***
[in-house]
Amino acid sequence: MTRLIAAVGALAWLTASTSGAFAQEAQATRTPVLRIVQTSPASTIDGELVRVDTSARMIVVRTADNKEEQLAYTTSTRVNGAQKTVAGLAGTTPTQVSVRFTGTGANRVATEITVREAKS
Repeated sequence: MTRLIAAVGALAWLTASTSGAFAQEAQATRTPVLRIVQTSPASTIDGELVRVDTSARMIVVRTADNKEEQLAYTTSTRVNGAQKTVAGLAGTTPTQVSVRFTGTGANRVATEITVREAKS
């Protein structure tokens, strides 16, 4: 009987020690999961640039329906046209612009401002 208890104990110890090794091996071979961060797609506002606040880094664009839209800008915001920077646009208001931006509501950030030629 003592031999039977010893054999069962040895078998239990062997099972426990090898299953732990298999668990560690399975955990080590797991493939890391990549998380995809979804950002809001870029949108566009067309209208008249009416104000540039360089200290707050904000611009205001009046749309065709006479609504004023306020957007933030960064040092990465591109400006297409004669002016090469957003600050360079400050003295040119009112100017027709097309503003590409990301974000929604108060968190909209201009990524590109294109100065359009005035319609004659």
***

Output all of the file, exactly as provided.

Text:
[in-house]
Amino acid sequence: MTRLIAAVGALAWLTASTSGAFAQEAQATRTPVLRIVQTSPASTIDGELVRVDTSARMIVVRTADNKEEQLAYTTSTRVNGAQKTVAGLAGTTPTQVSVRFTGTGANRVATEITVREAKS
Repeated sequence: MTRLIAAVGALAWLTASTSGAFAQEAQATRTPVLRIVQTSPASTIDGELVRVDTSARMIVVRTADNKEEQLAYTTSTRVNGAQKTVAGLAGTTPTQVSVRFTGTGANRVATEITVREAKS
């Protein structure tokens, strides 16, 4: 009987020690999961640039329906046209612009401002 208890104990110890090794091996071979961060797609506002606040880094664009839209800008915001920077646009208001931006509501950030030629 003592031999039977010893054999069962040895078998239990062997099972426990090898299953732990298999668990560690399975955990080590797991493939890391990549998380995809979804950002809001870029949108566009067309209208008249009416104000540039360089200290707050904000611009205001009046749309065709006479609504004023306020957007933030960064040092990465591109400006297409004669002016090469957003600050360079400050003295040119009112100017027709097309503003590409990301974000929604108060968190909209201009990524590109294109100065359009005035319609004659």